£33m GSK deal for drug discovery company

Richard Bickerton, Chief Informatics Officer, left, and Daniel Crowther , Head of Target Analysis, at Exscientia's Dundee base

A Dundee computational drug discovery firm has secured its second major industry tie-up in a matter of weeks after agreeing a potential £33 million deal with pharma giant GSK.

The collaboration will see Dundee Technopole based Exscientia combine its artificial intelligence-enabled platform with in-house expertise at GSK to discover up to 10 new molecules to combat a range of diseases.

If near-term lead and pre-clinical trial milestones are met, Exscientia will receive the £33m in full, but the company is also in line to receive ancillary research payments.

No further financial details of the deal have been disclosed.

The tie-up comes just weeks after Exscientia – a Dundee University spin-out company – agreed a potential €250 million deal to work with French group Sanofi to produce a series of new drug candidates capable of targeting two symptons of a disease with a single pill or treatment.

“This agreement with GSK is the second we have signed in recent months with a top global pharma company,” Professor Andrew Hopkins, CEO of Exscientia, said.

“The alliance provides further validation of our AI-driven platform and its potential to accelerate the discovery of novel, high-quality drug candidates.

“Applying our approach to client discovery projects has already delivered candidate-quality molecules in roughly one-quarter of the time, and at one-quarter of the cost of traditional approaches.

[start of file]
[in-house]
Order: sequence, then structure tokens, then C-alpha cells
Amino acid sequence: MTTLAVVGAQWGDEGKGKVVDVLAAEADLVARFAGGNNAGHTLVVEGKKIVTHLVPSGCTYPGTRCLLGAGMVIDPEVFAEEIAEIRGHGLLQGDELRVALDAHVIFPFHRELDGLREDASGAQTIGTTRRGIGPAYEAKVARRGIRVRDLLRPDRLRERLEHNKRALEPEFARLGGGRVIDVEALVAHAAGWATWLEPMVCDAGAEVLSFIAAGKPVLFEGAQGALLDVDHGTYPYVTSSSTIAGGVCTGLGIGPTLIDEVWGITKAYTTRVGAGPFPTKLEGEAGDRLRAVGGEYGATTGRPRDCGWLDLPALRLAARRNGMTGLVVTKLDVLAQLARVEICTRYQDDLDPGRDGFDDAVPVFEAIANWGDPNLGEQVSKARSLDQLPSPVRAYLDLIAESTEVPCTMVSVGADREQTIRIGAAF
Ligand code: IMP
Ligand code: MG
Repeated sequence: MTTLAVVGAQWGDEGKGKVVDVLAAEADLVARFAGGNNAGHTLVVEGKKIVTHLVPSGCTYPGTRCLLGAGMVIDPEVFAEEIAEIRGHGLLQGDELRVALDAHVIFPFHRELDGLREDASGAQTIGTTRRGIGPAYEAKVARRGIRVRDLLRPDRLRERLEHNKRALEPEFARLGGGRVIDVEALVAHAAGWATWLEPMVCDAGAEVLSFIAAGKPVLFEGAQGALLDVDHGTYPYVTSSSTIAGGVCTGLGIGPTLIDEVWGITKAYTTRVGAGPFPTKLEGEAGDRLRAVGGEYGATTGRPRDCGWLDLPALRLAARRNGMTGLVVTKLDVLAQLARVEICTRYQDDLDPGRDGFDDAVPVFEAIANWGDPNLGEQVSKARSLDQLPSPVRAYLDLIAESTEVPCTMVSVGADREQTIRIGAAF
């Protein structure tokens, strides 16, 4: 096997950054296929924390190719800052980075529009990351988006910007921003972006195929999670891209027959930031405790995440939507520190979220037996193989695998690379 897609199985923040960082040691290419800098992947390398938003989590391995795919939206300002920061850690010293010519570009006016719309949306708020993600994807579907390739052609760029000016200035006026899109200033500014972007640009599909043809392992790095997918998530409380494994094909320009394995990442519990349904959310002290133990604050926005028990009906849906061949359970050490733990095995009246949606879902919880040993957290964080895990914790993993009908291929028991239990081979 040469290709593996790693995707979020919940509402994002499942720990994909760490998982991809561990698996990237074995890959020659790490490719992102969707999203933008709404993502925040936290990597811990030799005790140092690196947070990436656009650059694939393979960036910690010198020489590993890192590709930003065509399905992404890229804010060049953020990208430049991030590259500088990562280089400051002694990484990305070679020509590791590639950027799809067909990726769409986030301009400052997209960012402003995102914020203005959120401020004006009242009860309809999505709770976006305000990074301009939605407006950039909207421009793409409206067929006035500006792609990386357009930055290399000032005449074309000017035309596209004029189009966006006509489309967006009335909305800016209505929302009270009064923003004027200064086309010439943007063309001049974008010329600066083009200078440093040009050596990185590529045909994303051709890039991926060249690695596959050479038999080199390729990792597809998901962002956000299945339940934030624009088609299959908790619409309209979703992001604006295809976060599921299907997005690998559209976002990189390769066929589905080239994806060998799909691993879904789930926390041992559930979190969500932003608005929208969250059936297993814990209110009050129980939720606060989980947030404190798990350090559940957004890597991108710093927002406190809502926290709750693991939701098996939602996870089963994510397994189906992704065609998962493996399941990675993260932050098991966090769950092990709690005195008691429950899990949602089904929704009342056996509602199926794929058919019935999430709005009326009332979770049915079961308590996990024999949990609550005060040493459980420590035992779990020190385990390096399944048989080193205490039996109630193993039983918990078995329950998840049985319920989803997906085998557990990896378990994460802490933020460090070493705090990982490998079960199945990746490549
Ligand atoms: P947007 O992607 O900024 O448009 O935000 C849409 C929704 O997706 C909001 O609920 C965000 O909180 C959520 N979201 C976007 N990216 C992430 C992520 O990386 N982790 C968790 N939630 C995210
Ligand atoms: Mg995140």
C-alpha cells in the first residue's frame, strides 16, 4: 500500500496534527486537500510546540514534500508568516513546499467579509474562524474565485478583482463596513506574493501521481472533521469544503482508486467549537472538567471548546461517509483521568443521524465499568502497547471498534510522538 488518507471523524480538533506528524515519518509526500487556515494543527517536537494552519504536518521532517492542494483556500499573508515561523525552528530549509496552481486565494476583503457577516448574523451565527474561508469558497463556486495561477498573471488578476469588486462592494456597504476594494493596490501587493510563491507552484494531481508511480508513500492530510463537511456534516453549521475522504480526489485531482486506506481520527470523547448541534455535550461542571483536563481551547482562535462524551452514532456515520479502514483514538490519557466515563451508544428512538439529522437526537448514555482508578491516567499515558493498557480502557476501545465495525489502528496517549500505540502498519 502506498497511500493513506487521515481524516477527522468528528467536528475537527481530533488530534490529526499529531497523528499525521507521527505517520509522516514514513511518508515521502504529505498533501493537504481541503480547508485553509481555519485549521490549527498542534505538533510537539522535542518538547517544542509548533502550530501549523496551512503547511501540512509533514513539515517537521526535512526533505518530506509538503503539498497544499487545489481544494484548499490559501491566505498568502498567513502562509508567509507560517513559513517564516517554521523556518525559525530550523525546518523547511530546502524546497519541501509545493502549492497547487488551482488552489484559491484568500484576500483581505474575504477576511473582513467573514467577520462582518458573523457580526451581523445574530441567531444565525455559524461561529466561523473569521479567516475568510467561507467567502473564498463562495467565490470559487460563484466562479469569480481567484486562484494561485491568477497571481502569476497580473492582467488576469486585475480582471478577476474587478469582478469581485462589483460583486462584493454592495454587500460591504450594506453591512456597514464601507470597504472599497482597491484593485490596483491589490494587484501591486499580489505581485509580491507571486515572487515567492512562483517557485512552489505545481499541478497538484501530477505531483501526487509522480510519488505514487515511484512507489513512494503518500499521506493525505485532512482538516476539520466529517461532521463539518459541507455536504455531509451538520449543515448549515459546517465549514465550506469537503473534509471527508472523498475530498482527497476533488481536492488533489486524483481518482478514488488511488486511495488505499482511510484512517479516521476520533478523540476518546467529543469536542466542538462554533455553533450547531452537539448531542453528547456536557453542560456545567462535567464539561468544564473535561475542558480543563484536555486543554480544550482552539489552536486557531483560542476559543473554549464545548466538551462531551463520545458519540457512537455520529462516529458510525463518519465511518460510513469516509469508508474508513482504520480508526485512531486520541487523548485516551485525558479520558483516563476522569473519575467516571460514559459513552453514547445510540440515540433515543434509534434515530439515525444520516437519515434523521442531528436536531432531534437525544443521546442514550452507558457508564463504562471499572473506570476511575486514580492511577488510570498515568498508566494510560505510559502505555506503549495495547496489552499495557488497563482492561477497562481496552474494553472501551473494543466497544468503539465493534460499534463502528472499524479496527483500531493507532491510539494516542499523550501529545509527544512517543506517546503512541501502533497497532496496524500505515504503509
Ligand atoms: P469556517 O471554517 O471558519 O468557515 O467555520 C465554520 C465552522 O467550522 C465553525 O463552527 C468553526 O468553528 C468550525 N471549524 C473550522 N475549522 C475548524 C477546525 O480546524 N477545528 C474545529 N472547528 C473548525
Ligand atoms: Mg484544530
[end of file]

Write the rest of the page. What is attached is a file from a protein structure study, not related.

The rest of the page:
“Our intention therefore is to apply these capabilities to projects selected by GSK.

“Delivering efficiencies to drug discovery has the potential to revolutionise the way early projects are executed, enabling more dynamic target selections from the burgeoning set of opportunities.

“We look forward to a productive collaboration with GSK.”

John Baldoni, Senior Vice President, Platform Science and Technology at GSK, said the group was delighted to be working with Exscientia.

“We anticipate that their industry-leading approach will accelerate the discovery of new molecules against high value GSK targets with speed and confidence, and without compromising quality,” Mr Baldoni said.

As part of the GSK collaboration, Exscientia is incentivised to reduce the number of compounds required for synthesis and assay in order to achieve lead and candidate compound goals.

This is in response to observations that early stages of drug discovery have not been positively impacted by technologies that have delivered significant efficiencies to other fields.

Exscientia will apply both its ‘Big Data’ resources comprising, among other things, medicinal chemistry and large-scale bio-assays, and its AI-driven algorithms to design novel molecules that fulfil the requirements of the lead and candidate criteria.

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